Spectator sues golf club after ball hits his head 

Alistair Dunsmuir
By Alistair Dunsmuir December 12, 2020 07:57

A spectator who was hit by a ball during a tournament has become the latest to sue both the golfer who struck the ball and the golf club where the incident happened.

He is also suing the national golf union, which organised the competition.

Colm Campbell was hit on the head by the golf ball and knocked unconscious during the West of Ireland Championship for amateur golfers held at County Sligo Golf Club in 2016.

He claims he is in constant pain and his life has totally changed after he was hit on the left side of his forehead.

He is suing the golfer Kevin Le Blanc, who was at the time a top amateur golfer who later turned professional for a number of years as well as County Sligo Golf Club and the organiser of the competition, The Golfing Union of Ireland.

According to Breaking News, at Ireland’s High Court, Mr Campbell’s counsel, Liam Reidy SC, solicitor said it was their case that Mr Le Blanc who was in the rough at the 11th green and 12th tee box hit the ball and it overshot the green and hit Mr Campbell on the head.

Counsel said they contend it was “an errant shot” and if a shot is errant there is a fundamental obligation to shout ‘fore’ because somebody could be in its way.

“It is a key standard that applies to every golfer from the elite to the lower level, particularly in the circumstances where the match is being watched by a group of spectators,” Mr Reidy said.

Counsel for Mr Le Blanc, Noel McCarthy SC, told the court it was their case it was not a wayward shot but a competent shot and that is why the golfer did not shout ‘fore.’ He said Mr Le Blanc will say the shot was a perfectly well struck shot and not a veering one that required him to call ‘fore’.

It is claimed against the County Sligo Golf Club and The Golfing Union of Ireland there was an alleged failure to take reasonable care for the safety of spectators and an alleged failure to give any warnings to those attending the competition they ought not be located at the place where Mr Campbell suffered injury.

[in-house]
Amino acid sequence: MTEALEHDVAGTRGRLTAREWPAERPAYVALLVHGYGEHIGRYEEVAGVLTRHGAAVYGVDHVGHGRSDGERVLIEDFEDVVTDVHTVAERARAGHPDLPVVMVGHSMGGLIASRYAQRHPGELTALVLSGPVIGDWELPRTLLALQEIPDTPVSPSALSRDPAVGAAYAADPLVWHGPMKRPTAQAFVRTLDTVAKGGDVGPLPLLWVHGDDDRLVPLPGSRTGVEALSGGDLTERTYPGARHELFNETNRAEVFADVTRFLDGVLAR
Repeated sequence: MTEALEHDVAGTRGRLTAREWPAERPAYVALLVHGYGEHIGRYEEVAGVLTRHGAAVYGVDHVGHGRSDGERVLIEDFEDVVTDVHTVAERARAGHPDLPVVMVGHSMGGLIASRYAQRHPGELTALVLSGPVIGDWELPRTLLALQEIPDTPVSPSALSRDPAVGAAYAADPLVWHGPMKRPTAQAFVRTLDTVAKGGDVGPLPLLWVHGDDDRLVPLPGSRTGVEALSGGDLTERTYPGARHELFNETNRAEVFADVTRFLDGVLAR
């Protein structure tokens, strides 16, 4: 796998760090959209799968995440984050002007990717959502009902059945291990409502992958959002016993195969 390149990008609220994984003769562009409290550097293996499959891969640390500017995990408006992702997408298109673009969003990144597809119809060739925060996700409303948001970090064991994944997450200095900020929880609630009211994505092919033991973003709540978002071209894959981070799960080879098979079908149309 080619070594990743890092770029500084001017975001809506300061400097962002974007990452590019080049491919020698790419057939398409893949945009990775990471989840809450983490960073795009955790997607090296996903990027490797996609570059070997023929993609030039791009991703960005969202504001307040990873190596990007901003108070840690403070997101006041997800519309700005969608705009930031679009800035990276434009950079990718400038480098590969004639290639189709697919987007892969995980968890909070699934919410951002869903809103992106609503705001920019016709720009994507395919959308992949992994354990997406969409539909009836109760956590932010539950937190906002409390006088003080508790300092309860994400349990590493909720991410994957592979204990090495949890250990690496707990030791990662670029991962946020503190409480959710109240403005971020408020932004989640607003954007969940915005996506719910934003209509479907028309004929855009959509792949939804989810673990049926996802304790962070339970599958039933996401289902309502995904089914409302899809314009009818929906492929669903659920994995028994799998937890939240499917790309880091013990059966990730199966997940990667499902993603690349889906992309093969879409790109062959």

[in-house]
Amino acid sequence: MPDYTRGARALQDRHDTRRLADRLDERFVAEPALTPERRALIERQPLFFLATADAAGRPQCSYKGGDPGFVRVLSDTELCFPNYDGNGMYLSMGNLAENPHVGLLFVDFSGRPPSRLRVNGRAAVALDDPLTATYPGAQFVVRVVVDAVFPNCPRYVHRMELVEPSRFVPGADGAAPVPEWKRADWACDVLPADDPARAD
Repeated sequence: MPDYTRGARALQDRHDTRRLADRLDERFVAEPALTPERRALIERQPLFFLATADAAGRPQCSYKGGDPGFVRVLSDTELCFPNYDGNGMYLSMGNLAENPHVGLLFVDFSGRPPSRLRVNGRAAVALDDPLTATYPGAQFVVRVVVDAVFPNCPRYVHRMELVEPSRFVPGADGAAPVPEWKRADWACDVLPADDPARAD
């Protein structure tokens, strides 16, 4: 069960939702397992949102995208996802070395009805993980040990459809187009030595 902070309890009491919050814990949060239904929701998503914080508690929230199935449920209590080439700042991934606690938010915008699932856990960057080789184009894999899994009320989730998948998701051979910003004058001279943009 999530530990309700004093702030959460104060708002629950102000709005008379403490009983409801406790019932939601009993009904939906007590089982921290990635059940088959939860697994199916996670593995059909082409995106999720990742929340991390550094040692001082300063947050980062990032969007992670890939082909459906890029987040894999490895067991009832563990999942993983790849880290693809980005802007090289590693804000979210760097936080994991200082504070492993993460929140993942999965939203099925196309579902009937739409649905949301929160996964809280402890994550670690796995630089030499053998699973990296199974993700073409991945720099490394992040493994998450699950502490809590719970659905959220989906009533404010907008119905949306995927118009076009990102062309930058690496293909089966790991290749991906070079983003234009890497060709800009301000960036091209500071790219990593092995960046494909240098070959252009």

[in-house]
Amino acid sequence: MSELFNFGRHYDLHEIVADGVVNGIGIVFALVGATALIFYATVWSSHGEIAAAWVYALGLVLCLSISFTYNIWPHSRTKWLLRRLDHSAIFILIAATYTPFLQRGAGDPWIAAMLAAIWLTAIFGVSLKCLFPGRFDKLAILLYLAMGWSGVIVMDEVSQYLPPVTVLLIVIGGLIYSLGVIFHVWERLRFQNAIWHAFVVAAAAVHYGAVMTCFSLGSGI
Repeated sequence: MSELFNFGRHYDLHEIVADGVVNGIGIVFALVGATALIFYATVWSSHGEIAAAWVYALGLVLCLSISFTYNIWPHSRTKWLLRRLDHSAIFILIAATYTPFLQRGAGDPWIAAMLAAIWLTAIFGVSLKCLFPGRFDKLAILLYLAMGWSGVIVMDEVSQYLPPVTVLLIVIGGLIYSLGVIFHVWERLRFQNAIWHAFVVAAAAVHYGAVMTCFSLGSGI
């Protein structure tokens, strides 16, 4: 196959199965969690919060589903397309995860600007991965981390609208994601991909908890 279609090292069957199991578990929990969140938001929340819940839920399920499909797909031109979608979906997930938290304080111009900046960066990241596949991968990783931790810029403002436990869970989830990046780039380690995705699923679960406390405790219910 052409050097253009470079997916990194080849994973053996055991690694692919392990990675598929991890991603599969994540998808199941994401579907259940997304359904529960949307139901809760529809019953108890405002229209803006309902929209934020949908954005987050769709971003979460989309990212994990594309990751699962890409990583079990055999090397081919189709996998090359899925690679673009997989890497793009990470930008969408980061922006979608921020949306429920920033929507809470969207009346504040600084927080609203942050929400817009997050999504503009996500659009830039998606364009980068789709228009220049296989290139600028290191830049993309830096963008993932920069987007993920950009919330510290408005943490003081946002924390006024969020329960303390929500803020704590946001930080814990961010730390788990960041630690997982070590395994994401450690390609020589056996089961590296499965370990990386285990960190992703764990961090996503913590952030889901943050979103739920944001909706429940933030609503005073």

It is claimed against Mr Le Blanc he allegedly failed to warn spectators including Mr Campbell of dangers of which he ought to have been aware.

All the claims are denied and it is contended there was alleged contributory negligence on the part of Mr Campbell who it was claimed was engaged in conversation and not looking at the golfer taking the shot. It is further claimed Mr Campbell allegedly failed to draw on his own vast experience as a golfer and allegedly failed to follow the flight of the ball and adjust his position accordingly.

In evidence Mr Campbell said he was just talking and there was a bang and that is all he remembers.

He said he was kept in hospital until the early hours for observation and when discharged was in pain. “The next few days were terrible. I had a lot of pain, it did not improve,” he said.

He said he is in constant pain and has tinnitus in one of his ears which is “unbearable”.

“My life was totally changed, ‘he told the court. He said he still plays “a bit of golf” but said he has “a lot of fear of being hit again.”

The case continues.

In 2013 golfer Anthony Phee was awarded nearly £400,000 when he lost an eye after being struck by a golf ball at Niddry Castle Golf Club. Both the golfer who hit the ball and the club were ordered to pay the sum. In 2014 Mary Brennan was awarded nearly £200,000 after she suffered a stroke when a golf ball hit her on the head, while she was standing on the clubhouse balcony at Old Conna Golf Club. In 2015 John Ure received £10,000 after a judge ruled that a fellow amateur player’s drive was so wayward that he deserved a payout, after sustaining a head injury at Bellshill Golf Club. In 2016, a ruling went against a golfer who sued his club after he was hit on the head by a stray ball. And in 2017 a golf club paid out £125,000 to a man who was hit on the head by a golf ball when he was a teenage golfer at the club 10 years earlier.

 

Alistair Dunsmuir
By Alistair Dunsmuir December 12, 2020 07:57
Write a comment

3 Comments

  1. Peter December 15, 11:57

    Another one to watch !! It would seem, the case against the golfer has merit while against the club, not so much !!

    Reply to this comment
  2. Phil D December 13, 20:27

    How ridiculous. Surely when u tee of 1st tee u wavie all rights and players know risks

    Reply to this comment
  3. Hillel December 13, 12:17

    Sad and empathise but how do you prove negligence??

    Reply to this comment
View comments

Write a comment

Your e-mail address will not be published.
Required fields are marked*

Join Our Mailing List


Read the latest issues

Advertise With Us

To advertise in the magazine or online, contact:

Email marketing@thegolfbusiness.co.uk
Tel 020 7803 2453

Twitter Timeline